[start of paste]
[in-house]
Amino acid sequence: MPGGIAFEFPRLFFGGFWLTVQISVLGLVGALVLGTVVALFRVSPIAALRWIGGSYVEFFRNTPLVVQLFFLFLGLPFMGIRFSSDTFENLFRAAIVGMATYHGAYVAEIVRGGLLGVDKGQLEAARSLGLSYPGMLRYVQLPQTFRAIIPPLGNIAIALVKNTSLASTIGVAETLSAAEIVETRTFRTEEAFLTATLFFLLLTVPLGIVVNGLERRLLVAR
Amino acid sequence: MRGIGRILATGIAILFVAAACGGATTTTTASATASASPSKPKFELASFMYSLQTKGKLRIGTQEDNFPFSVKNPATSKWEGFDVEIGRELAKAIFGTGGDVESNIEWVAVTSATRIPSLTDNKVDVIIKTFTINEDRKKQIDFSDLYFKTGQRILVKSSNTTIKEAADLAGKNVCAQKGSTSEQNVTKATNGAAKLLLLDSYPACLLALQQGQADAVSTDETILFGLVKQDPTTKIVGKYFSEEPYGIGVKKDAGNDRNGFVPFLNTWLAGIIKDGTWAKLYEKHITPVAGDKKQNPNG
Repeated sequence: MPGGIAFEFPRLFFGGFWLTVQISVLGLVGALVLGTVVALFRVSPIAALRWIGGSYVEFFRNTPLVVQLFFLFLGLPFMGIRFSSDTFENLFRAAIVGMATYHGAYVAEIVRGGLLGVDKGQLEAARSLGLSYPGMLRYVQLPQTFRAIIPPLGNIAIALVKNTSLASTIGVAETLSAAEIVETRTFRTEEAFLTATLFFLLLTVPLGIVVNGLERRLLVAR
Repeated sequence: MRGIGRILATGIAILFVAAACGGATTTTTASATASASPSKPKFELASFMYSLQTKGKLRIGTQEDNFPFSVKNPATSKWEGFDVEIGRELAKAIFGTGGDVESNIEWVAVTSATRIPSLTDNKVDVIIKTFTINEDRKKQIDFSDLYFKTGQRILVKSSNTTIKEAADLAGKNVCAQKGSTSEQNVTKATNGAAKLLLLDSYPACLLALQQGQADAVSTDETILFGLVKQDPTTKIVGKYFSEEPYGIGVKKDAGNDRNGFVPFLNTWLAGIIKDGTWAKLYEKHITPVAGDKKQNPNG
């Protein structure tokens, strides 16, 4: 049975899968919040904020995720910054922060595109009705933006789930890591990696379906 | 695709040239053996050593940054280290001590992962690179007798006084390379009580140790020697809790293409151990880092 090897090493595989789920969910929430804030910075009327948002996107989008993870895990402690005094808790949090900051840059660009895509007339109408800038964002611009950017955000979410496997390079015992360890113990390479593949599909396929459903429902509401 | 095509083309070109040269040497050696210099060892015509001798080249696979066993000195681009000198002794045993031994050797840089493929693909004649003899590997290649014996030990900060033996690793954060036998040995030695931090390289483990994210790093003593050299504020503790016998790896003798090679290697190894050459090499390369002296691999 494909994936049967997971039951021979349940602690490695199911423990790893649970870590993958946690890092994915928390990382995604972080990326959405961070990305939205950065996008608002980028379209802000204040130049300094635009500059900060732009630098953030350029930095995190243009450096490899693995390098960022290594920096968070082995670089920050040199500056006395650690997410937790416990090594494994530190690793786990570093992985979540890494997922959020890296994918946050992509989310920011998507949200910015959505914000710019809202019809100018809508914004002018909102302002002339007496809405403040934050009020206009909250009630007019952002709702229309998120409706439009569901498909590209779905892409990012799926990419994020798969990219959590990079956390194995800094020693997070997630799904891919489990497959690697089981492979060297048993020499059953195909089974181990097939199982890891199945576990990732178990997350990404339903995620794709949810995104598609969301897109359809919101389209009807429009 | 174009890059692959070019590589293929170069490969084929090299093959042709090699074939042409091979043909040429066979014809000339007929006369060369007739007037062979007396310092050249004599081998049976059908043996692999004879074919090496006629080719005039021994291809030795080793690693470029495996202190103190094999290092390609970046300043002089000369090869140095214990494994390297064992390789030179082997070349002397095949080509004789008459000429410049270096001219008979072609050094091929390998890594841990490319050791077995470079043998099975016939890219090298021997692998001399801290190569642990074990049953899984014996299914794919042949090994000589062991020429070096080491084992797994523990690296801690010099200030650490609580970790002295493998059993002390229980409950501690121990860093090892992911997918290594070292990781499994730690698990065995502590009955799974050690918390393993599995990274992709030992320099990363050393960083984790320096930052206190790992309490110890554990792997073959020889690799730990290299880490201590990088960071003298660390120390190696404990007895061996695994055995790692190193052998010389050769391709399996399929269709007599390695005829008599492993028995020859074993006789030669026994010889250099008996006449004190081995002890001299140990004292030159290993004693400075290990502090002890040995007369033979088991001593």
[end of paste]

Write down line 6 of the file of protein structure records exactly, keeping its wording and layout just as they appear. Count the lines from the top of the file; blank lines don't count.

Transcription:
């Protein structure tokens, strides 16, 4: 049975899968919040904020995720910054922060595109009705933006789930890591990696379906 | 695709040239053996050593940054280290001590992962690179007798006084390379009580140790020697809790293409151990880092 090897090493595989789920969910929430804030910075009327948002996107989008993870895990402690005094808790949090900051840059660009895509007339109408800038964002611009950017955000979410496997390079015992360890113990390479593949599909396929459903429902509401 | 095509083309070109040269040497050696210099060892015509001798080249696979066993000195681009000198002794045993031994050797840089493929693909004649003899590997290649014996030990900060033996690793954060036998040995030695931090390289483990994210790093003593050299504020503790016998790896003798090679290697190894050459090499390369002296691999 494909994936049967997971039951021979349940602690490695199911423990790893649970870590993958946690890092994915928390990382995604972080990326959405961070990305939205950065996008608002980028379209802000204040130049300094635009500059900060732009630098953030350029930095995190243009450096490899693995390098960022290594920096968070082995670089920050040199500056006395650690997410937790416990090594494994530190690793786990570093992985979540890494997922959020890296994918946050992509989310920011998507949200910015959505914000710019809202019809100018809508914004002018909102302002002339007496809405403040934050009020206009909250009630007019952002709702229309998120409706439009569901498909590209779905892409990012799926990419994020798969990219959590990079956390194995800094020693997070997630799904891919489990497959690697089981492979060297048993020499059953195909089974181990097939199982890891199945576990990732178990997350990404339903995620794709949810995104598609969301897109359809919101389209009807429009 | 174009890059692959070019590589293929170069490969084929090299093959042709090699074939042409091979043909040429066979014809000339007929006369060369007739007037062979007396310092050249004599081998049976059908043996692999004879074919090496006629080719005039021994291809030795080793690693470029495996202190103190094999290092390609970046300043002089000369090869140095214990494994390297064992390789030179082997070349002397095949080509004789008459000429410049270096001219008979072609050094091929390998890594841990490319050791077995470079043998099975016939890219090298021997692998001399801290190569642990074990049953899984014996299914794919042949090994000589062991020429070096080491084992797994523990690296801690010099200030650490609580970790002295493998059993002390229980409950501690121990860093090892992911997918290594070292990781499994730690698990065995502590009955799974050690918390393993599995990274992709030992320099990363050393960083984790320096930052206190790992309490110890554990792997073959020889690799730990290299880490201590990088960071003298660390120390190696404990007895061996695994055995790692190193052998010389050769391709399996399929269709007599390695005829008599492993028995020859074993006789030669026994010889250099008996006449004190081995002890001299140990004292030159290993004693400075290990502090002890040995007369033979088991001593």